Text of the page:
Clay Shirky thinks the big thoughts about information overload, and does a good job of it:
But, you know, you never hear twenty-year-olds talking about information overload because they understand the filters they’re given. You only hear, you know, forty- and fifty-year-olds taking about it, sixty-year-olds talking about because we grew up in the world of card catalogs and TV Guide. And now, all the filters we’re used to are broken and we’d like to blame it on the environment instead of admitting that we’re just, you know, we just don’t understand what’s going on.
It’s not so much that young people are smart and old people are scared. It’s that young people don’t have to unlearn all the stuff that old people do have to unlearn if we want to understand this world. And unlearning is just about the least fun activity in the world. So, you know, it’s easy to understand why people don’t want to sign up for it. But it’s also kind of pathetic that the people going around talking about information overload don’t stop to factor in the idea that if the twenty-year-olds aren’t complaining about information overload, it probably isn’t the problem we think it is.
Just because the youngsters are used to it doesn’t mean they aren’t worse off for it. They (and often, we) live in this world of static, useless fleeting tidbits of nothingness; we’re acclimating, sure, but the long view is that we’ll look back on, say, Twitter in 10, or 5, or 2 years and say, “Wait, what?” We’re fooling ourselves. WE don’t understand what’s going on. We’re just too deep in it to notice.
I have a theory about why people get so fat in modern America. We’ve developed evolutionarily to be very interested in fats and sugars. 10,000 years ago, if you found food high in calories, it was a really good strategy to eat as much of it as you could, because food like that was hard to come by. So people didn’t need a limiter on their intake, the environment provided it for them.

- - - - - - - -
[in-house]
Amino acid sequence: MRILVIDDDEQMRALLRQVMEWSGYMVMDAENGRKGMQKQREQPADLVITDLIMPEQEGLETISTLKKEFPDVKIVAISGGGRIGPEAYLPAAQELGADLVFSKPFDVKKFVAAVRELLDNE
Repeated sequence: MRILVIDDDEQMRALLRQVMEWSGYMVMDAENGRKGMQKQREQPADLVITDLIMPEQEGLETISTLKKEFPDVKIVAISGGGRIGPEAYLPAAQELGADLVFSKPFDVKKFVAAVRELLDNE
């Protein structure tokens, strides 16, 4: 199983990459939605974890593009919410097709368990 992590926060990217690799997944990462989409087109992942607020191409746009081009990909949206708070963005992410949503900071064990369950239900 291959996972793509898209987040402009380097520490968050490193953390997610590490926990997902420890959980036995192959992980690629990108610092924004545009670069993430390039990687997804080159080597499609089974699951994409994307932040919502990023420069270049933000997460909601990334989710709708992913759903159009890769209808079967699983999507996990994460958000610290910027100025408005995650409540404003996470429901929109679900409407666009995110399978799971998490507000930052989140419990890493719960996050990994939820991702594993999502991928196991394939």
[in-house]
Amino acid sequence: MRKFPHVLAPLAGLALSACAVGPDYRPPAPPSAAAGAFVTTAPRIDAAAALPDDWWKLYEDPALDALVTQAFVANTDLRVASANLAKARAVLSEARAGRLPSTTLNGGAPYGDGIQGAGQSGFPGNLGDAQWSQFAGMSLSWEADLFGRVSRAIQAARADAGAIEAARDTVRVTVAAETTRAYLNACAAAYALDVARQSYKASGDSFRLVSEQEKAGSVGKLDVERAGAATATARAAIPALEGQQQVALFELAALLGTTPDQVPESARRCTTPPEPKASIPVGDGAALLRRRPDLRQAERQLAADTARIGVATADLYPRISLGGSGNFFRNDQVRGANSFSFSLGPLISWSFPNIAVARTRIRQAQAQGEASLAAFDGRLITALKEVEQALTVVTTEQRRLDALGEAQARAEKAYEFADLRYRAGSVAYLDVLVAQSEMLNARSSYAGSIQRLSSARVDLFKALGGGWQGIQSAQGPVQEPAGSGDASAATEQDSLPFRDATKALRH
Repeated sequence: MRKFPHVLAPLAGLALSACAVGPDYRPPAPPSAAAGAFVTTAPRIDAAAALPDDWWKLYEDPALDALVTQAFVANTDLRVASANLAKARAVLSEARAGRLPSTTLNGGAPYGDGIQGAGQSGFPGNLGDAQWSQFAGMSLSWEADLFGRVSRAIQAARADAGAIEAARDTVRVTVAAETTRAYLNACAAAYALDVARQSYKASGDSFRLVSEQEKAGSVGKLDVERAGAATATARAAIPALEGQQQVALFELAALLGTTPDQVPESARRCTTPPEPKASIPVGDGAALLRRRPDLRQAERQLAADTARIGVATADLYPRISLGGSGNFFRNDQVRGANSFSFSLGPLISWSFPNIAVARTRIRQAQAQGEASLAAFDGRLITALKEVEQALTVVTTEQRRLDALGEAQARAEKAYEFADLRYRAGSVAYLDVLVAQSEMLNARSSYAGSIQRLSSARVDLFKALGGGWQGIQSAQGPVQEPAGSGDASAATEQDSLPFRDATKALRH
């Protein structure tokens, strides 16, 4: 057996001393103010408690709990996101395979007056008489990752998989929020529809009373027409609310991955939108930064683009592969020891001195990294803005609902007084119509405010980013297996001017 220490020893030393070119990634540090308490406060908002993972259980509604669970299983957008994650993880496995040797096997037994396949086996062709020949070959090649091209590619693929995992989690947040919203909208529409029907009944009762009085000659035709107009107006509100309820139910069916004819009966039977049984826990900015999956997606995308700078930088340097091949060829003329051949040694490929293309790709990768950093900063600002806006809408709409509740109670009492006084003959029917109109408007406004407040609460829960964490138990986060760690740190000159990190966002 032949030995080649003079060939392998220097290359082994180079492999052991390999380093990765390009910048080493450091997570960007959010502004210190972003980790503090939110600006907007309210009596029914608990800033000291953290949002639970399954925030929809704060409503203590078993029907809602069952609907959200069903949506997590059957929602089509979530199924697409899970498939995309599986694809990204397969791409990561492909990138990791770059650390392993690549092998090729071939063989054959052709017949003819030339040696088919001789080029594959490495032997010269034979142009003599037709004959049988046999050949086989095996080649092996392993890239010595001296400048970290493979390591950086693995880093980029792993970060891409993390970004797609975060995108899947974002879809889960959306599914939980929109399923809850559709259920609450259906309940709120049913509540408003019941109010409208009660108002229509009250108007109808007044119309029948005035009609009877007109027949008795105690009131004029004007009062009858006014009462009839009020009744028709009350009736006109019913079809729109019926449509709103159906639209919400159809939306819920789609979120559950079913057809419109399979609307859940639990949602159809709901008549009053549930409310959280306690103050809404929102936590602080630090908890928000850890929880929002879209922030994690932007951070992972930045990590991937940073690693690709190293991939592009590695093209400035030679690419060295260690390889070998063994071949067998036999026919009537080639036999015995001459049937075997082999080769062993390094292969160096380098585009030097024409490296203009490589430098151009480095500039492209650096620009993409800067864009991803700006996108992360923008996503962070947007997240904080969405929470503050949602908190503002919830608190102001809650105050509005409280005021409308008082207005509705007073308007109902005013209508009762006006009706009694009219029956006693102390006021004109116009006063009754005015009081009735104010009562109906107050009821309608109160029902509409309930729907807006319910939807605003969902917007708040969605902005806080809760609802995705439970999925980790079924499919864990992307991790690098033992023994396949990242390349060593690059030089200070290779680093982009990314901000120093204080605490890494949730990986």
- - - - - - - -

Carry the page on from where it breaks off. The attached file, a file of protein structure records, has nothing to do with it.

Fast forward to now, and the environment has changed drastically. Now the eat-all-you-can strategy is a really bad idea, and it leads to really fat people who don’t know when to stop.
I think we may be in a similar situation with information. People have a craving for information, whether it’s factual stuff like science, or emotional stuff like gossip. Information has been getting exponentially easier to distribute and consume. People’s natural strategy for information is, when you find some interesting information, eat it. 10,000 years ago, no one had to worry about how to limit their information intake. Now we really do.
As Shirky rightly points out, the internet didn’t do this to us, it was really TV that tipped us over the edge into junk-info overload, and the problem has been growing ever since the invention of the printing press. So the internet, and poster-children like Twitter don’t deserve particular attention, except for the fact that they are the fire hoses we deal with now.
The solution to the food problem is to be conscious of what you are eating, and have a plan, called a diet. Some foods are nutritious, and some are not, but you eat them anyway. You can decide.
The same is true for information. You have to decide what your information diet will be. I don’t mean diet as in a way to eat less, just a way to eat consciously. Bodies all work pretty much the same way, so authorities can give us pretty good guidelines (don’t eat too many sweets). But minds all work differently, so we each have to determine our own information diet. Perhaps reading all the latest on Brangelina is just what you need, or it’s part of your goals to confront stupidity.
A diet is a way to choose what you will eat, and what you won’t, what Shirky calls a filter. When people talk about information overload, they mean their filters aren’t working, usually because they’re not throwing enough away, but also perhaps because they don’t apply to all the channels they need to. Their diets need to be tuned, because they’re stuffing themselves.
And to make matters worse, in these information-rich times, we have to choose not just what to consume, but what to produce, because we all have tools within our reach.
Twitter is a lightning rod for these discussions because it’s kind of like blogging, but actually works very differently. I don’t know whether Samuel is right, that we’ll look back on Twitter as the CB radio for a new millennium.
What I do know is that the internet is chock-full of information, and we can’t simply belly up to the buffet and eat all of it. A bad info-diet won’t kill you like a bad food-diet will, but it can distract you or make you feel bad about your skills as an infovore. Think about how you approach the cornucopia of information, plan your info-diet. Eat smart.